The latest attack on AIPAC is seriously flawed
AIPAC—the American Israel Public Affairs Committee—is a lobby created by American Jews and devoted to improving relations between the United States and Israel. Every 5 or 6 years a book or major article is published, containing an “exposé” on how AIPAC operates. The latest version, a 12,000-word article written by Connie Bruck and entitled “Friends of Israel,” appears in the September 1 edition of “The New Yorker.”
The problem with this most recent effort, like the ones that precede it, is that it tells us very little we don’t already know. The workings of AIPAC are not a secret. The organization was founded 50 years ago with a small office in Washington, D.C., but now has a hundred thousand members and a grassroots presence in every state and congressional district. It does not endorse candidates or raise funds for campaigns, but many in the Jewish community will donate or not depending on whether a politician backs AIPAC positions.
AIPAC is committed to the proposition that Israel is a vital ally of the United States, and it supports military aid and political backing for the Jewish state. It operates by initiating email campaigns, offering trips to Israel for politicians and community leaders, developing constituency groups that will contact their Senators and Congressmen, and providing educational programs. In short, it does what all lobbies do, and while it lacks the clout of the banking or oil lobby, it is enormously effective for the simple reason that the American people are supportive of Israel. In addition, AIPAC is very good at its job.
If this sounds admirable, it is. In America’s vibrant democracy, a group of citizens has come together to defend another democracy, a tiny state surrounded by enemies in the radicalized Middle East. What then is there to “expose”?
Bruck offers more or less the same far-fetched answers that we heard from the last major “exposé,” written by Professors John Mearsheimer and Stephen Walt in 2007. AIPAC, she suggests, basically controls American foreign policy in the Middle East. Members of Congress are victims of the AIPAC machine, forced by its political pressure to put the interests of Israel before the interests of America. Furthermore, as Israel has moved to the right, AIPAC has allowed itself to become a tool of rightwing Republicans who want to use Israel as a wedge issue to undermine President Obama. But, Bruck concludes, things are looking up. The American public, members of Congress, and even American Jews are fed up with the increasing extremism of both AIPAC and the Netanyahu government, and AIPAC’s support is declining.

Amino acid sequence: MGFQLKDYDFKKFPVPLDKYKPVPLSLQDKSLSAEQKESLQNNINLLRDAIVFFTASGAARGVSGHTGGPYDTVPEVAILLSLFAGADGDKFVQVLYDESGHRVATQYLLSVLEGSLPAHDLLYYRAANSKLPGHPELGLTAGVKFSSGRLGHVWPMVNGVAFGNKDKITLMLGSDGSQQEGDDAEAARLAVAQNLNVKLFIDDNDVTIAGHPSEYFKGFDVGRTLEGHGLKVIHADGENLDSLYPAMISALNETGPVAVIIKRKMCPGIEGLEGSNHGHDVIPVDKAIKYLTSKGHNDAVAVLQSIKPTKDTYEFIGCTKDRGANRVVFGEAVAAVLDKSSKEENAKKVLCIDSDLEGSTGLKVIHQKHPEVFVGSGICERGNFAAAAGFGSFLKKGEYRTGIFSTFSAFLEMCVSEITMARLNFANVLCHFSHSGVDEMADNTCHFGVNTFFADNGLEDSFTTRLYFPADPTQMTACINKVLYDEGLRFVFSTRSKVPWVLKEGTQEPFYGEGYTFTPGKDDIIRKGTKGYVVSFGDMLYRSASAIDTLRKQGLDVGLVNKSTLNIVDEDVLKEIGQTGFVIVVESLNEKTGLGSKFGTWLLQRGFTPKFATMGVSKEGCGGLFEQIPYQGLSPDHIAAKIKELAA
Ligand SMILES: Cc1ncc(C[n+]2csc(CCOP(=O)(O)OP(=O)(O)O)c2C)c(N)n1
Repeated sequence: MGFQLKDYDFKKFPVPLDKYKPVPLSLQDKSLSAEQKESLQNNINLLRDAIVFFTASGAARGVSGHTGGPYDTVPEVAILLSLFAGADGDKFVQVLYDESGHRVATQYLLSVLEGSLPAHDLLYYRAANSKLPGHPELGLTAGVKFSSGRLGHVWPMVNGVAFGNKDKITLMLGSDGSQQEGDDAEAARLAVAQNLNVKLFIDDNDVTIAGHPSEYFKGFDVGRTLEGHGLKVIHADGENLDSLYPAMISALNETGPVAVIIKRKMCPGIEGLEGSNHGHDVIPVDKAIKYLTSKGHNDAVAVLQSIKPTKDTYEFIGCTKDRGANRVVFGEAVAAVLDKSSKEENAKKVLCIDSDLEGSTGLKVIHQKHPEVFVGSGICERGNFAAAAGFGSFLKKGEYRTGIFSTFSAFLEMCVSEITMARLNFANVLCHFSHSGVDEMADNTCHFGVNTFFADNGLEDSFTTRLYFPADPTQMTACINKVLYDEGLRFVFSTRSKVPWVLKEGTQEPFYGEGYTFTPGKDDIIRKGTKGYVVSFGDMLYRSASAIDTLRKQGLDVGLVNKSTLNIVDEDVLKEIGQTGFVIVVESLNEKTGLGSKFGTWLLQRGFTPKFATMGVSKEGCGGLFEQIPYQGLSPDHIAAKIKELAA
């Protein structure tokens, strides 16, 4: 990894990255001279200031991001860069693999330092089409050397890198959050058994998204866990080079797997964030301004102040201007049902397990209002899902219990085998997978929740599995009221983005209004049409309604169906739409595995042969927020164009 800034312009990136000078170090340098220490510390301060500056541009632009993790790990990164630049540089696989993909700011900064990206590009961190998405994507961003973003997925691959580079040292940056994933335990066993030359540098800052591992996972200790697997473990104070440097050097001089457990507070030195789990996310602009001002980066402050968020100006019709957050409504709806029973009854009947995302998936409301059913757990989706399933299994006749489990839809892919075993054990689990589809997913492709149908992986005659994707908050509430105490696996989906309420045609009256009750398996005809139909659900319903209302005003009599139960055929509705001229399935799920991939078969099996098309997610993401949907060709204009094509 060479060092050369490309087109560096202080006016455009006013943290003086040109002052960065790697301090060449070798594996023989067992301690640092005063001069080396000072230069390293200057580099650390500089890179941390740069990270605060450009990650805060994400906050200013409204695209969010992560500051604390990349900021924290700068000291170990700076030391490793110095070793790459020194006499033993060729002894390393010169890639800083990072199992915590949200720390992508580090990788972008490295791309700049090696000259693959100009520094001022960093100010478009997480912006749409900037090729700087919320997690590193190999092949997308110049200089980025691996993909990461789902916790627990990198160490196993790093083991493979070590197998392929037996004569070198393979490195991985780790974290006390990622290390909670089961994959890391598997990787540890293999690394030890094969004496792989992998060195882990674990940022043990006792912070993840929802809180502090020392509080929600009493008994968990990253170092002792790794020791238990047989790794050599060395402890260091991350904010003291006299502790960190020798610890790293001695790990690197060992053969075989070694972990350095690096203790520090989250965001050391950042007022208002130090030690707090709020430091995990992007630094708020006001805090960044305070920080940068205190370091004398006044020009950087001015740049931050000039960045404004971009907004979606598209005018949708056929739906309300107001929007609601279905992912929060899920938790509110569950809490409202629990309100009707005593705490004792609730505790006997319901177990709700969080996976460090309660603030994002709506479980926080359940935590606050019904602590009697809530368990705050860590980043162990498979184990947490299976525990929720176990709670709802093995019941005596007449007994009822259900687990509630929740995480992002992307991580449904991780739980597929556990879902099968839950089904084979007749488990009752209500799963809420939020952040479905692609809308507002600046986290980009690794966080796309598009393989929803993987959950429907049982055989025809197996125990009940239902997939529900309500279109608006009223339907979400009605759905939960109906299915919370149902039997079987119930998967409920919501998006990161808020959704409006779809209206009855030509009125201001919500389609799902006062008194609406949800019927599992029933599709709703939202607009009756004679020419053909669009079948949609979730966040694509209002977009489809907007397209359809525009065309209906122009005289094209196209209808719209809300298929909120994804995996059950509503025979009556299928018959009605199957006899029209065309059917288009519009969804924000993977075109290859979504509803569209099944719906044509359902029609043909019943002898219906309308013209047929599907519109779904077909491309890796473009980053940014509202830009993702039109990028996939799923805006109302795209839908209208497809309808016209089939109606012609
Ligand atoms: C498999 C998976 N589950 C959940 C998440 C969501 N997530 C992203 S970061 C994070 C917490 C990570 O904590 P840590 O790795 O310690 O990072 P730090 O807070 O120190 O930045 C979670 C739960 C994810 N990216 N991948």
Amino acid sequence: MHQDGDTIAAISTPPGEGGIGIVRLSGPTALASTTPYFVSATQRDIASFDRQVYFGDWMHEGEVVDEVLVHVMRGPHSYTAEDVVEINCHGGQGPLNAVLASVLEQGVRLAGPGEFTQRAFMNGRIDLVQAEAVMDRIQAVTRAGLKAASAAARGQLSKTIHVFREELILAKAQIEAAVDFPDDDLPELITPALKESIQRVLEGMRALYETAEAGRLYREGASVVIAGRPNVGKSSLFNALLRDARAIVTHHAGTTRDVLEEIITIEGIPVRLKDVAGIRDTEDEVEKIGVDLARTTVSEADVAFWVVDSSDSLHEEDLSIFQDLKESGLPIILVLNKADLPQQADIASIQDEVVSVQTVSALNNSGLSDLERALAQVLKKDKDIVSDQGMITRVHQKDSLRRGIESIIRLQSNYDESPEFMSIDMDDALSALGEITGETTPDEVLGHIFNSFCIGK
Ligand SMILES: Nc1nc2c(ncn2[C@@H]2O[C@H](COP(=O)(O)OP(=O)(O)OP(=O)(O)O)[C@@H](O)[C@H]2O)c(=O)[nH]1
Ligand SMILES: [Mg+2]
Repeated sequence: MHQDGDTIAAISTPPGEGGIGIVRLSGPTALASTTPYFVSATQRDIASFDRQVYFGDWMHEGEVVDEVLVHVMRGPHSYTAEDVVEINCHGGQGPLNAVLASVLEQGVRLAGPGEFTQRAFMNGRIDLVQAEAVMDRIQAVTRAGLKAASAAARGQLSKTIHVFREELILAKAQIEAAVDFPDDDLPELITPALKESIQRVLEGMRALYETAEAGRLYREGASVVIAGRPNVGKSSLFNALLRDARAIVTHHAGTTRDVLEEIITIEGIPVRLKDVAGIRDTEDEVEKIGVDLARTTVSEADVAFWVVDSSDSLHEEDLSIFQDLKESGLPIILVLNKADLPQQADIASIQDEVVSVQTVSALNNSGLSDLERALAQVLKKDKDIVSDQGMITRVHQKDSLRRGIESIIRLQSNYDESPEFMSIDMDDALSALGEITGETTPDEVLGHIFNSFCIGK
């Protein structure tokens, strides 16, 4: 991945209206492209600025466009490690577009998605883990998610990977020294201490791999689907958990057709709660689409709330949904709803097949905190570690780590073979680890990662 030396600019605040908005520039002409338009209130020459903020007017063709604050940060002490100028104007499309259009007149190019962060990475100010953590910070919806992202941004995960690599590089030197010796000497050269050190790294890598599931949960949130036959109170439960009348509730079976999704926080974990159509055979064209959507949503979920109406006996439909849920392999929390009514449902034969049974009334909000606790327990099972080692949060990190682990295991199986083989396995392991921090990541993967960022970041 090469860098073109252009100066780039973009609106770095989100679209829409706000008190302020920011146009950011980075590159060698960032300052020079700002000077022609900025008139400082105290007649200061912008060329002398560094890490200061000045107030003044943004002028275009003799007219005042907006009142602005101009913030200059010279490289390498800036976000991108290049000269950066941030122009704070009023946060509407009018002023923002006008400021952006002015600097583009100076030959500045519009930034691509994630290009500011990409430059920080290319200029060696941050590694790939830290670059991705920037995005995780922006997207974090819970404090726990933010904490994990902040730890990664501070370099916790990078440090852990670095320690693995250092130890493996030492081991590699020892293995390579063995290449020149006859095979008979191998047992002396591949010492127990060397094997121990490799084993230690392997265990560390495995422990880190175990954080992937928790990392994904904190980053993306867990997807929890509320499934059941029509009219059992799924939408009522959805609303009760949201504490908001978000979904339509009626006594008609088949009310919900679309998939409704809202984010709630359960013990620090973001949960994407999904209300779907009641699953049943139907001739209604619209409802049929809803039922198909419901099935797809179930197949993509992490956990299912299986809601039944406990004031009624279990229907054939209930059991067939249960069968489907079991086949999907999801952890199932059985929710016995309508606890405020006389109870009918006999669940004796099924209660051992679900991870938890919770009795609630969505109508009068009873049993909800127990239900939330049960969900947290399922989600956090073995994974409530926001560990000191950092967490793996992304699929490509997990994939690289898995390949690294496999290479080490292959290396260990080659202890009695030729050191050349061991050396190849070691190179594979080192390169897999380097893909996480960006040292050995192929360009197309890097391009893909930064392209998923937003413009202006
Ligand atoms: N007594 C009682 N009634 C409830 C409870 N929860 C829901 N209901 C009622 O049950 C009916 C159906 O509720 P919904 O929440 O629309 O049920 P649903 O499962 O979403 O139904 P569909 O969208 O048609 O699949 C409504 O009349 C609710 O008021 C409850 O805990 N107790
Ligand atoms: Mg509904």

The Bruck article does offer a few interesting insights, but its hostility to AIPAC and Israel is so intense that it is impossible to take seriously. Bruck professes to see AIPAC as a terrible bully, but the kind of arm-twisting that she describes happens every day in Washington. Since lobbying and tough talk on every issue imaginable are the very lifeblood of our political system, why exactly is advocacy for Israel any less legitimate than advocacy for any of the other matters, foreign and domestic, that come before Congress?
Furthermore, Bruck’s portrayal of Israel as the villain in Gaza is the best gauge of how she really feels about the Jewish state. Since Hamas seized control of Gaza in 2007, more than 15,000 rockets have been fired at Israel’s civilian centers, traumatizing the population and bringing ordinary life in large parts of Israel to a halt. While the civilian casualties in Gaza are tragic, Israel is the victim of Hamas, and not the other way around.
And finally, the picture that she presents of members of Congress borders on the absurd. They do pay attention to AIPAC—and to other lobbying groups, their own sense of duty, and most important, what they see, rightly, as the pro-Israel sentiments of their constituents. Even an American public that does not hold Senators and Congresspersons in high regard is not prepared to accept as credible that they are mindless automatons, disregarding principle and blindly accepting AIPAC’s dictates.
Bruck gets some things right. While the danger of Iran acquiring nuclear weapons is a serious issue and a legitimate concern of Congress, we see from Bruck’s account that AIPAC bungled its handling of the matter. And she is right that despite its claim of bipartisanship, it has not always done well in that regard. As an example of AIPAC’s professed intentions, she quotes a statement by the AIPAC spokesman: “Our position in support of the Oslo process and the two-state solution have generated criticism from some on the right, just as our stand for strong prospective Iran sanctions has spurred criticism from on the left.” Fair enough. But while AIPAC leaders frequently talk about Iran sanctions, they hardly ever mention the two-state solution—or the settlements that may prevent such a solution from happening. These subjects are virtually absent from their educational materials and their annual conferences. If AIPAC is serious about bipartisanship and about bringing more Democrats, liberals, and young people into the AIPAC tent, it will need to advocate for the two-state solution that it already supports.
These virtues notwithstanding, the Bruck article is seriously flawed. AIPAC is one of American Jewry’s proudest accomplishments, and is invaluable for the survival of Israel—America’s most devoted Middle Eastern ally. An honest and thoughtful analysis of the organization would have been welcome. Sadly, what Ms. Bruck provides is a biased exposé, filled more with fantasy than with fact.
Rabbi Eric H. Yoffie, a writer and lecturer, was President of the Union for Reform Judaism from 1996 to 2012. His writings are collected at ericyoffie.com.